However, it was in the course of the talk that one can gain some really interesting knowledge. For one thing, both China and India were imperialized -- in different ways -- during the first half of the 20th century. During periods in which both of these large nations were being controlled, directly or otherwise, by other nations, the health of the Chinese and Indian populations stagnated while the rest of the world increased. (Health was measured via life expectancy.) In addition, per capita income moved nowhere. Using Rosling's visualizations, China and India were two "bubbles" just sitting in the same spot for decades while the rest of the world moved to higher and healthier places.
When their respective imperial forces were ousted, however -- the British for the Indians; the Japanese, British, Americans, and end of the civil war for the Chinese -- the quality of life for both nations quickly increased.
A similar relationship can be found among many circumstances in which a population is being controlled by an "outside force" -- i.e., a government unelected by or foreign to their own people. The reason seems pretty straightforward: when a foreign country is controlling another, then it is usually imposing laws and moving resources in a way that benefits the foreign country rather than the native population.
Or is it straightforward? Currently, in Afghanistan, although Western forces want to leave a stable, prosperous nation to the Afghans, the health of the people has plummeted. According to the UN's Human Development Index -- which measures quality of life using life expectancy, education indicators, and GDP per capita -- since 2001, when the Taliban were pushed out of power by foreign forces, Afghanistan has dropped from 117th to 181st in the world, making it the second worst-off country on Earth.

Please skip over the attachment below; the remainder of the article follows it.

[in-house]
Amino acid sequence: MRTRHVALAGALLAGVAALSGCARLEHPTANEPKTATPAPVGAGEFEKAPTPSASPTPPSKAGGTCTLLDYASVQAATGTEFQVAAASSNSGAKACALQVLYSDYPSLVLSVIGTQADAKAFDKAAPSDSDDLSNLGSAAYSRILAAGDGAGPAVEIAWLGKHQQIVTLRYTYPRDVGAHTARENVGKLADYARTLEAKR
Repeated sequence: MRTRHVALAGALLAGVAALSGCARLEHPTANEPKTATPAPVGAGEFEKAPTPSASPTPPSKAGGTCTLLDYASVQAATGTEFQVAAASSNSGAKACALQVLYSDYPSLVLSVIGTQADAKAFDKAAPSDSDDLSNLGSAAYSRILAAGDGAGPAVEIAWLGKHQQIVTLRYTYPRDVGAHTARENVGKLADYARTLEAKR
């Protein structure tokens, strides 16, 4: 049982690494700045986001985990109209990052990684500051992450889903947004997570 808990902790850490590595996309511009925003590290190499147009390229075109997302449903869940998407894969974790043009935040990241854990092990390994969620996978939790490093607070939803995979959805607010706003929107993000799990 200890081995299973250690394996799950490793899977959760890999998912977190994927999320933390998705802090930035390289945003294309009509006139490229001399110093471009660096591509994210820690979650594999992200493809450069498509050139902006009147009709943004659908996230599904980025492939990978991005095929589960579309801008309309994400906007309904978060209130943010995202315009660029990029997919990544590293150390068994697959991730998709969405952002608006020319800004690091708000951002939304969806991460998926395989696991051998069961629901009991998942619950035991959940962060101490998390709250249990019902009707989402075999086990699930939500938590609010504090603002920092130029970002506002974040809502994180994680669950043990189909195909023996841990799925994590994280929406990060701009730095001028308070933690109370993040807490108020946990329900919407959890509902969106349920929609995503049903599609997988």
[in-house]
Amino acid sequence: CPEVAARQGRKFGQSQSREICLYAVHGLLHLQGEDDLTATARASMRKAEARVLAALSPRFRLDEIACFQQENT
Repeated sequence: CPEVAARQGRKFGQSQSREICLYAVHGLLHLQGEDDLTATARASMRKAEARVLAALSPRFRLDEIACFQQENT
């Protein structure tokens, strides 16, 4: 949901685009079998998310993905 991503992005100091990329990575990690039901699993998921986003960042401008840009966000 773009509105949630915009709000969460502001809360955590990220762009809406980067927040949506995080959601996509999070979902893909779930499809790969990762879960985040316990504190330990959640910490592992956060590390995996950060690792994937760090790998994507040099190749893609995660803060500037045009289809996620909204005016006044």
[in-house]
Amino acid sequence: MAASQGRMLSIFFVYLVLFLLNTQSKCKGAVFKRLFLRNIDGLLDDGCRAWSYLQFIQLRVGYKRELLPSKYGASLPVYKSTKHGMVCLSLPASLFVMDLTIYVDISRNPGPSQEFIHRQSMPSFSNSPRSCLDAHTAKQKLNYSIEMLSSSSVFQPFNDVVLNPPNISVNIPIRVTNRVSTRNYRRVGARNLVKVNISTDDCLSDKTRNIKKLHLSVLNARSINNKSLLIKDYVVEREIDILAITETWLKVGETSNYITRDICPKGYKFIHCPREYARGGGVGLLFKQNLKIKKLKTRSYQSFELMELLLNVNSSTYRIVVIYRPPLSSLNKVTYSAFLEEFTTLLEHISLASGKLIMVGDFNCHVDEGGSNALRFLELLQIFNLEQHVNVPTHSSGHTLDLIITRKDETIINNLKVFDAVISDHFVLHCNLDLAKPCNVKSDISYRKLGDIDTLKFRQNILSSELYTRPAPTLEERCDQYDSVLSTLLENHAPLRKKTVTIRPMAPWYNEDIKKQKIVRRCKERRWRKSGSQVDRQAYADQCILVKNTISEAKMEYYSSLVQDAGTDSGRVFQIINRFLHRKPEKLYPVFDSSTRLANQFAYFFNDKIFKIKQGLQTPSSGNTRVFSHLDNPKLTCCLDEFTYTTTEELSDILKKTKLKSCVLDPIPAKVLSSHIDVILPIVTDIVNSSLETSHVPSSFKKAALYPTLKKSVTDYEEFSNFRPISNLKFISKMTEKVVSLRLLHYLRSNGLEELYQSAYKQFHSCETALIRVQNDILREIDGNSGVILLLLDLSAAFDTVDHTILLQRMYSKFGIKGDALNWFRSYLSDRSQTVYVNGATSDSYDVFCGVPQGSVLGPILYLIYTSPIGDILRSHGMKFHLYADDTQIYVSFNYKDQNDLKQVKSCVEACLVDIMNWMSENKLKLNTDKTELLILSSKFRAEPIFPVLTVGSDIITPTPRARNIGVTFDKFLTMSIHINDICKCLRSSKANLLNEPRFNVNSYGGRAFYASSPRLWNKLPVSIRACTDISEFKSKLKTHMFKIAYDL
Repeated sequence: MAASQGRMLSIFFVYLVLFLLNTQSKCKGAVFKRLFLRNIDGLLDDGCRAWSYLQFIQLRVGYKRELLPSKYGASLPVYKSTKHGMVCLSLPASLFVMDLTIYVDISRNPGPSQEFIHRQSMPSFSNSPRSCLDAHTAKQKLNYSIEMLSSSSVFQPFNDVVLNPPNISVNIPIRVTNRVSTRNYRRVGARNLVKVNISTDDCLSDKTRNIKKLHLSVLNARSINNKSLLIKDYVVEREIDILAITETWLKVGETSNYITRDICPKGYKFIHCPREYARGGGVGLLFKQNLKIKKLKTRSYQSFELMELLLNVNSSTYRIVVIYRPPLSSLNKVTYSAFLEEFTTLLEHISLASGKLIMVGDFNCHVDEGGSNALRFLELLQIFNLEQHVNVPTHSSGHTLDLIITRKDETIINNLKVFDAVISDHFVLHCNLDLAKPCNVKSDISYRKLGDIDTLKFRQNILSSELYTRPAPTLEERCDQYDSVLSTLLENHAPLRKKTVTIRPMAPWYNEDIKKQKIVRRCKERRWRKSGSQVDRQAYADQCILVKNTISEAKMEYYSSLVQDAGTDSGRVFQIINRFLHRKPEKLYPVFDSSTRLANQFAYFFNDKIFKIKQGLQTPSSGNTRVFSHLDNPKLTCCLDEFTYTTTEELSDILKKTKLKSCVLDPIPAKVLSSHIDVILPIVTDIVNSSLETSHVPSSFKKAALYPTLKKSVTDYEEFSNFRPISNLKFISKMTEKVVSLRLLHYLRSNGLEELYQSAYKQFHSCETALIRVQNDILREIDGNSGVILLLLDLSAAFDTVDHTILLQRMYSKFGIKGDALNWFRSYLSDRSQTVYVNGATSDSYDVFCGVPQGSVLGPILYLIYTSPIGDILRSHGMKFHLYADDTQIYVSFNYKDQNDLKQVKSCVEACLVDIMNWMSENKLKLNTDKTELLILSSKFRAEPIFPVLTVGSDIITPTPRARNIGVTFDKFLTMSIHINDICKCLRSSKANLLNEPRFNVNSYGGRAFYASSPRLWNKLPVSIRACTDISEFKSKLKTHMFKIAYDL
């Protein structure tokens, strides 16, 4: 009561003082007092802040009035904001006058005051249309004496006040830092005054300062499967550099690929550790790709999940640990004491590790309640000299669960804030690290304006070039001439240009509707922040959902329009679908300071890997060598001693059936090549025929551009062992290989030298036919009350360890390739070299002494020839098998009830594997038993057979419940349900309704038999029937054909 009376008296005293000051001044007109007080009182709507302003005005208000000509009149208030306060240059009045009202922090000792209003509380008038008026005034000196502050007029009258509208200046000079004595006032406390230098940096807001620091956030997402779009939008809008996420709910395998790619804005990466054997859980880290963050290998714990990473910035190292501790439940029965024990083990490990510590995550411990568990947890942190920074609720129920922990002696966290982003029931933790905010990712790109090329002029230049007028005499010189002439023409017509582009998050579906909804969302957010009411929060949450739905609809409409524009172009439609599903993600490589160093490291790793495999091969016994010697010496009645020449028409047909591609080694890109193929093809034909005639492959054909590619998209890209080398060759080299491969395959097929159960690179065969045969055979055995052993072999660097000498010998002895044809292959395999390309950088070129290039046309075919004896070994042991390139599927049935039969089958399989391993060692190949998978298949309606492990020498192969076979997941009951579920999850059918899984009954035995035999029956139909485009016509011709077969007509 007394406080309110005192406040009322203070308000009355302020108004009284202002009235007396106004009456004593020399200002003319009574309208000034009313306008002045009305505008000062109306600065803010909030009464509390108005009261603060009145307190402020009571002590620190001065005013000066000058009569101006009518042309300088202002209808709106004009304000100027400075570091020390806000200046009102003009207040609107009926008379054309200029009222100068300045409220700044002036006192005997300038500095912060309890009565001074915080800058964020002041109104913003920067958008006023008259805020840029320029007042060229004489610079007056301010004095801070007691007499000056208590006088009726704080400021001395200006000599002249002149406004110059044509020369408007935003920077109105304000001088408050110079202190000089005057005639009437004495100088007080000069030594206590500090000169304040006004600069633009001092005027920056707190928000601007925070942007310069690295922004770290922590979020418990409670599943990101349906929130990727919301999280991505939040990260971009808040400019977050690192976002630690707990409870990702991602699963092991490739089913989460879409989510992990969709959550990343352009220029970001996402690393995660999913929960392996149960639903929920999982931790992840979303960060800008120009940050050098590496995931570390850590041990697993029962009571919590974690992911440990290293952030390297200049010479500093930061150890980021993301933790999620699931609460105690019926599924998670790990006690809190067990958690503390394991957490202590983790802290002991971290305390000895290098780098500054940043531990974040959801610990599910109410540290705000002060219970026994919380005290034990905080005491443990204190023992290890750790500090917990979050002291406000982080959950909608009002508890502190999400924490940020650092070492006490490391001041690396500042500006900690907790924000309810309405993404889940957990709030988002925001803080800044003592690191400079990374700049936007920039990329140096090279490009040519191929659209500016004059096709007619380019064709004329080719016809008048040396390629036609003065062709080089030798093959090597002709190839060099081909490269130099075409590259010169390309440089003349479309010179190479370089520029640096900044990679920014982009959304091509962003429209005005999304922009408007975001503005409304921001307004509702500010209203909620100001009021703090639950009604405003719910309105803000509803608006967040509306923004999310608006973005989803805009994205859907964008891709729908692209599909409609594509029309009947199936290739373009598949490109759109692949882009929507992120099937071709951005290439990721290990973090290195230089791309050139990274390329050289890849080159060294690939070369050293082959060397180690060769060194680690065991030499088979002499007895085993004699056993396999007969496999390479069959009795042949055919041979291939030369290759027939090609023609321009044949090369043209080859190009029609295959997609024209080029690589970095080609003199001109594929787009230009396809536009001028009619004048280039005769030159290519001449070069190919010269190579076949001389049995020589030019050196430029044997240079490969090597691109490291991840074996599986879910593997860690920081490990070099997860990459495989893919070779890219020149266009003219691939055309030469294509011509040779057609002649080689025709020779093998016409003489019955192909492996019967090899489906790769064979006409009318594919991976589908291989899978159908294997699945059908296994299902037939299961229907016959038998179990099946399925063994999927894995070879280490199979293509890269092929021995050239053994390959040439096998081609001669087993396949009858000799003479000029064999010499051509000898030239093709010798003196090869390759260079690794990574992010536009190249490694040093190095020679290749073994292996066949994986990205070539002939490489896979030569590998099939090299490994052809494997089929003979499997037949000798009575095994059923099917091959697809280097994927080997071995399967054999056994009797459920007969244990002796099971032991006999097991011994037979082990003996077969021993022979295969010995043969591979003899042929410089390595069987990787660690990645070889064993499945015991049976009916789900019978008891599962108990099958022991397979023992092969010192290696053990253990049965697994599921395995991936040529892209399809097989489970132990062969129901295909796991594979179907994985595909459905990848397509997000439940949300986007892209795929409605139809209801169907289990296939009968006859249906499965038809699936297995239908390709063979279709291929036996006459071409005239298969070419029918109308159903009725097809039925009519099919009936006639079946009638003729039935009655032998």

This horrible news comes despite the money, lives, and attention given to Afghanistan by Western nations. And this is an instructive lesson about foreign occupation: imperialism isn't always malintentioned. Indeed, neo-imperialism is often damaging to the very people the occupiers hope to assist. (Even if the assistance is ultimately meant to serve the interests of the occupiers, as is the case in Afghanistan.)
The culprit is the foreign forces themselves. As long as there is any major resistance, like the Taliban in Afghanistan, there will be major armed conflict between the foreign and domestic forces. The insecurity associated with this, as well as the death and disease directly related to the fighting itself, will doom the greater society to stagnation as resources are poured into the security matters and developmental policies become too unsafe to effectively implement.
This should raise questions about the utility of occupation and nation-building. Despite any purported intended benefits for a nation's people, these engagements drag out conflicts that ultimately suffocate the people. More effective assistance, then, might look to keep the developmental aspects of a strategy -- like education, trade, investment, and medicine -- while removing the antagonists -- namely, the occupiers.